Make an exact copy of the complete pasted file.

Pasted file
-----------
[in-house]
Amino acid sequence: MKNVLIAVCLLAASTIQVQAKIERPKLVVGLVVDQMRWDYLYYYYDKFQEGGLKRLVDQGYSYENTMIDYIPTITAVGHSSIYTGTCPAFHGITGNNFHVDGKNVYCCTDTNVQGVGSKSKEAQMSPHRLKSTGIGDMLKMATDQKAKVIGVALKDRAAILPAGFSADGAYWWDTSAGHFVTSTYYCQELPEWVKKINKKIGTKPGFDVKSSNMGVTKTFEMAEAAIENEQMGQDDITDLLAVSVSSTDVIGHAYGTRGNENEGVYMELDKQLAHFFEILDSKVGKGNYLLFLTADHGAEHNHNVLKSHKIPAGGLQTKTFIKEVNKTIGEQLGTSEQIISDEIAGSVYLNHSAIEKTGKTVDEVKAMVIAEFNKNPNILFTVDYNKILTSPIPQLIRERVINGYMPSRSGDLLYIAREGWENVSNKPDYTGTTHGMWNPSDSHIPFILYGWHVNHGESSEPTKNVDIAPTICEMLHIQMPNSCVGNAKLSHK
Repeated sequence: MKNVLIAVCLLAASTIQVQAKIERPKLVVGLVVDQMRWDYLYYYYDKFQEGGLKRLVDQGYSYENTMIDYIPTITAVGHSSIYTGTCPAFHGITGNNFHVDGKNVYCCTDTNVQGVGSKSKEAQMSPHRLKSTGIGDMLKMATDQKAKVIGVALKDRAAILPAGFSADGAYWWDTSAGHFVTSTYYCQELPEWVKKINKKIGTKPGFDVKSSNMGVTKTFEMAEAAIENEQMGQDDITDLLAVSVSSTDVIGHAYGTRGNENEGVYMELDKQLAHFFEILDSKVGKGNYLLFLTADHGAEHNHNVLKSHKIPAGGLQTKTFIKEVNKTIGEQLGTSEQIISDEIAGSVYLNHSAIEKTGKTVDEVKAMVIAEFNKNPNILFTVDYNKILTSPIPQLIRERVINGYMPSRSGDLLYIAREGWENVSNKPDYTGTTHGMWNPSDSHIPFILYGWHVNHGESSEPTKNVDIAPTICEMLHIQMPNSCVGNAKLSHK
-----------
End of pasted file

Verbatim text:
[in-house]
Amino acid sequence: MKNVLIAVCLLAASTIQVQAKIERPKLVVGLVVDQMRWDYLYYYYDKFQEGGLKRLVDQGYSYENTMIDYIPTITAVGHSSIYTGTCPAFHGITGNNFHVDGKNVYCCTDTNVQGVGSKSKEAQMSPHRLKSTGIGDMLKMATDQKAKVIGVALKDRAAILPAGFSADGAYWWDTSAGHFVTSTYYCQELPEWVKKINKKIGTKPGFDVKSSNMGVTKTFEMAEAAIENEQMGQDDITDLLAVSVSSTDVIGHAYGTRGNENEGVYMELDKQLAHFFEILDSKVGKGNYLLFLTADHGAEHNHNVLKSHKIPAGGLQTKTFIKEVNKTIGEQLGTSEQIISDEIAGSVYLNHSAIEKTGKTVDEVKAMVIAEFNKNPNILFTVDYNKILTSPIPQLIRERVINGYMPSRSGDLLYIAREGWENVSNKPDYTGTTHGMWNPSDSHIPFILYGWHVNHGESSEPTKNVDIAPTICEMLHIQMPNSCVGNAKLSHK
Repeated sequence: MKNVLIAVCLLAASTIQVQAKIERPKLVVGLVVDQMRWDYLYYYYDKFQEGGLKRLVDQGYSYENTMIDYIPTITAVGHSSIYTGTCPAFHGITGNNFHVDGKNVYCCTDTNVQGVGSKSKEAQMSPHRLKSTGIGDMLKMATDQKAKVIGVALKDRAAILPAGFSADGAYWWDTSAGHFVTSTYYCQELPEWVKKINKKIGTKPGFDVKSSNMGVTKTFEMAEAAIENEQMGQDDITDLLAVSVSSTDVIGHAYGTRGNENEGVYMELDKQLAHFFEILDSKVGKGNYLLFLTADHGAEHNHNVLKSHKIPAGGLQTKTFIKEVNKTIGEQLGTSEQIISDEIAGSVYLNHSAIEKTGKTVDEVKAMVIAEFNKNPNILFTVDYNKILTSPIPQLIRERVINGYMPSRSGDLLYIAREGWENVSNKPDYTGTTHGMWNPSDSHIPFILYGWHVNHGESSEPTKNVDIAPTICEMLHIQMPNSCVGNAKLSHK